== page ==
Dropping /etc/shadow

Ca. 451 ord.

On UNIX-systems a normal user nolonger have access to the encrypted password in /etc/passwd. The encrypted password is stored in /etc/shadow and is only readable by root. This is done so that an attacker cannot check every word in a dictionary and combinations thereof (do a dictionary attack) against the encrypted password.

However, it is possible to make this hard and thereby removing the need for protecting /etc/shadow.

Per user seed

One of the nice features of /etc/shadow is that if you copy the password field from one user to another then the other user will have the same password.

Password crackers use this to encrypt one word (which is expensive) and test the encrypted word against every user's encrypted password. E.g. if enc(foo)=bar and user Quux has the encrypted password bar, then Quux's password is foo. If user Baz' encrypted password is bar then Baz' password is also foo.

This could be avoided if the encryption had to take a seed with it. E.g. Let Quux get a random number r; encrypt Quux's password as enc(foo+r)=fubar. If Baz has another random number q and Baz' encrypted password is also fubar, then it is highly unlikely that Baz' password is foo, as it is highly unlikely that enc(foo+q)==fubar.

The per user seed should be larger than the number of users to avoid two having the same seed and can be stored in the encrypted password field along with the encrypted password. The format could be:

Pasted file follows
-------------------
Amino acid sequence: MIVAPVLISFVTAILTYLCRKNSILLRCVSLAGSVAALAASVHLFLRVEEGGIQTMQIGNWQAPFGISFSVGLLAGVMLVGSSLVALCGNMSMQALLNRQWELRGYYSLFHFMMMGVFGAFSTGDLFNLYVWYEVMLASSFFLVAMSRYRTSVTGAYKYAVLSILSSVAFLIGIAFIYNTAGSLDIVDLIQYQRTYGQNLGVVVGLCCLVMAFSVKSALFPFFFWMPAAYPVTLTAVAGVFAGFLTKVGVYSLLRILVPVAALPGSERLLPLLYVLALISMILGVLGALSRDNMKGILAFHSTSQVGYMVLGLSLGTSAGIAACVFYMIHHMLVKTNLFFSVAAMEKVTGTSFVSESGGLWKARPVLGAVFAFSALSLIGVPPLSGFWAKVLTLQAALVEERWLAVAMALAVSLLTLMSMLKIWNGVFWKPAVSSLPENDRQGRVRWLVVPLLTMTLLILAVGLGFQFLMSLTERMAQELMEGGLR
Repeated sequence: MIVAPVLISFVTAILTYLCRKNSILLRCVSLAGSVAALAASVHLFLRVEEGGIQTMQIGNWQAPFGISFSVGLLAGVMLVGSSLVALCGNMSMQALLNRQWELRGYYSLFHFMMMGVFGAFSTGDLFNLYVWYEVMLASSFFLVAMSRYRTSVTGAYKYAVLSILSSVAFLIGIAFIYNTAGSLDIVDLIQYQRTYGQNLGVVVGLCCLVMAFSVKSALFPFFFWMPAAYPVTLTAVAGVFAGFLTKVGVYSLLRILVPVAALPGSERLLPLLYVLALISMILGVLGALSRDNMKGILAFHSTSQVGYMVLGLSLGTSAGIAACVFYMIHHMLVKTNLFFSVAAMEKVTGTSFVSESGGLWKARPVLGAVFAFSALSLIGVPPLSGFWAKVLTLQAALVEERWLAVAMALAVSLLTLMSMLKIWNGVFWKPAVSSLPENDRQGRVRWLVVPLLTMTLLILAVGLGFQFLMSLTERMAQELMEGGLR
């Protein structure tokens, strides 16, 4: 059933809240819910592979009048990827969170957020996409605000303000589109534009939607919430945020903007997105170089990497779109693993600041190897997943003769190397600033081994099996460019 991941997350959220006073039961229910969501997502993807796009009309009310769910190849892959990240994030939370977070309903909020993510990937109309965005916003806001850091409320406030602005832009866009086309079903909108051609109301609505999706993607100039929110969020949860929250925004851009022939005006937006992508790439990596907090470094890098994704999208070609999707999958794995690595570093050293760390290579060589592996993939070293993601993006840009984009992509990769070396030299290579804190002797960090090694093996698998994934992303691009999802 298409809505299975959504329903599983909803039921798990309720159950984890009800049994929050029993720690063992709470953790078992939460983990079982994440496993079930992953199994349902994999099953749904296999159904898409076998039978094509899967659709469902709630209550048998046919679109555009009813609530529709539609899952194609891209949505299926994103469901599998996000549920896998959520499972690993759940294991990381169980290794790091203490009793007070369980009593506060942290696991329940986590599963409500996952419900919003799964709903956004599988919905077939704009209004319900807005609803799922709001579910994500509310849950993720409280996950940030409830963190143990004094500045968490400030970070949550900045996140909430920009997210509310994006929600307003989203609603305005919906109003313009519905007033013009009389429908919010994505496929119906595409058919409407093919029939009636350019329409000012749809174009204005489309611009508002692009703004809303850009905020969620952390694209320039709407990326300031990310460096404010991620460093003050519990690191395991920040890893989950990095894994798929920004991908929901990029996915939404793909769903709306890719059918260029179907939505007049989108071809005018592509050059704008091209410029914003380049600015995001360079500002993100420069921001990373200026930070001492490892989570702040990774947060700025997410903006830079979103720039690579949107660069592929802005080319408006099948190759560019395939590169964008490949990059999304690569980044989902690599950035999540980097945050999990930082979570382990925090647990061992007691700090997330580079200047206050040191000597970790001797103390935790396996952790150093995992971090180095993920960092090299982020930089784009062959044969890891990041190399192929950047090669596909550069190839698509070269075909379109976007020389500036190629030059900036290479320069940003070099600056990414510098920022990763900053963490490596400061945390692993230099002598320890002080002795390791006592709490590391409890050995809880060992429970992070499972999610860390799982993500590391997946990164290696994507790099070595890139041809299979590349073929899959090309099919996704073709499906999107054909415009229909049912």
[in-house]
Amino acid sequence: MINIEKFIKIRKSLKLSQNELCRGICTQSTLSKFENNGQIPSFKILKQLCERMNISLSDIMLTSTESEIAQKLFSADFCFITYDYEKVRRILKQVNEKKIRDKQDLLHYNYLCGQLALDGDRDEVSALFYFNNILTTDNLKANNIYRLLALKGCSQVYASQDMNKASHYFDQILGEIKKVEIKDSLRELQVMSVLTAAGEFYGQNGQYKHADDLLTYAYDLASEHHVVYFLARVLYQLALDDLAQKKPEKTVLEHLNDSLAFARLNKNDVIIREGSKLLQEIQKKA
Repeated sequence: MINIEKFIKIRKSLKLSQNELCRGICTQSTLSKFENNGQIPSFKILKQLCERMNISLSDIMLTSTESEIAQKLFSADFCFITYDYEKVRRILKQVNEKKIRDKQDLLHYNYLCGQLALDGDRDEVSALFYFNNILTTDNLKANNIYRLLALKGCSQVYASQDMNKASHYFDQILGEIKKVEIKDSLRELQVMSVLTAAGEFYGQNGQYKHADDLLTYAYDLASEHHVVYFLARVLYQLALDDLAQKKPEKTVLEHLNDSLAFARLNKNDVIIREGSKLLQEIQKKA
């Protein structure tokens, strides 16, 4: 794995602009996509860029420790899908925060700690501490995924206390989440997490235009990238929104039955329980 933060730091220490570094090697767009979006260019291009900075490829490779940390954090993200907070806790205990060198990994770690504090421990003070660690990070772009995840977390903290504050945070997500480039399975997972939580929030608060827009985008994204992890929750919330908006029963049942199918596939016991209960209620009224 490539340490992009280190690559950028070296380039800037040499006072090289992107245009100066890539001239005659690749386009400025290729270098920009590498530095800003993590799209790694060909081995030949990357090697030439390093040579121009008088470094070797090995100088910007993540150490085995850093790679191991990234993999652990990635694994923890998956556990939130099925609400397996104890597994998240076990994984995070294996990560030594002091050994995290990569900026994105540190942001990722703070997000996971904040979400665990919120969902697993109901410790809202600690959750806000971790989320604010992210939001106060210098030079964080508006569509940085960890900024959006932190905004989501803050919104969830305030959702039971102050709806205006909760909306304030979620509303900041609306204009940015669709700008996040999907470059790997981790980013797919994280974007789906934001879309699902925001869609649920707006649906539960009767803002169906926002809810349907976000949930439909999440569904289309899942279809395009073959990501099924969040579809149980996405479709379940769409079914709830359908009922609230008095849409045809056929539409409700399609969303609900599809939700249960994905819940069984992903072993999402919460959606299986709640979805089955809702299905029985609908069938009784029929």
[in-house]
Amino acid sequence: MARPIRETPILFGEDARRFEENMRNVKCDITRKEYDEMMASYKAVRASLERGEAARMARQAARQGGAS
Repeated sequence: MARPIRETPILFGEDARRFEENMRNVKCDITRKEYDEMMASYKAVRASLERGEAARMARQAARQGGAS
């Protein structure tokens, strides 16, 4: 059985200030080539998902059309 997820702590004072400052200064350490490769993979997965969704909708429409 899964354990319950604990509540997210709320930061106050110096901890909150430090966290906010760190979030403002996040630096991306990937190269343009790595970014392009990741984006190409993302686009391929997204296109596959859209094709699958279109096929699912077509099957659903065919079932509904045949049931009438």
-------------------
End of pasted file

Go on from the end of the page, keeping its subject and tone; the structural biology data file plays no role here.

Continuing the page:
The feature of copying passwords by copying password fields is preserved.

Expensive testing

It is fairly cheap to check if a password is the correct password. Password crackers can try more than 100000 passwords per second. However it does not have to be so. It is possible to make the check much harder. By making it hard to check 1 password then a login will take a bit longer, but checking 100000 passwords will take 100000 times longer.

A simple way to do this is to encrypt the ecrypted password again and again for a period of time. A simple algorithm could be like this:

decrypted_password = "foo";
encrypted_password = encrypt(decrypted_password);

while(time-now() < 1 sec) {
  encrypted_password = encrypt(encrypted_password);

Encryption would take 1 sec. You would need to save both the encrypted_password and the number of times it was encrypted, e.g.

Checking the password would be:
decrypted_password_to_check = "foo";
encrypted_password = encrypt(decrypted_password_to_check);

while(--encrypted_times) {
  encrypted_password = encrypt(encrypted_password);

if(encrypted_password == encrypted_password_from_password_file)
On the same machine this would take 1 sec. On a faster machine this will be faster, but not nearly as fast as a simple hash-function.

Sidst ændret Sat Jul 30 19:22:51 2005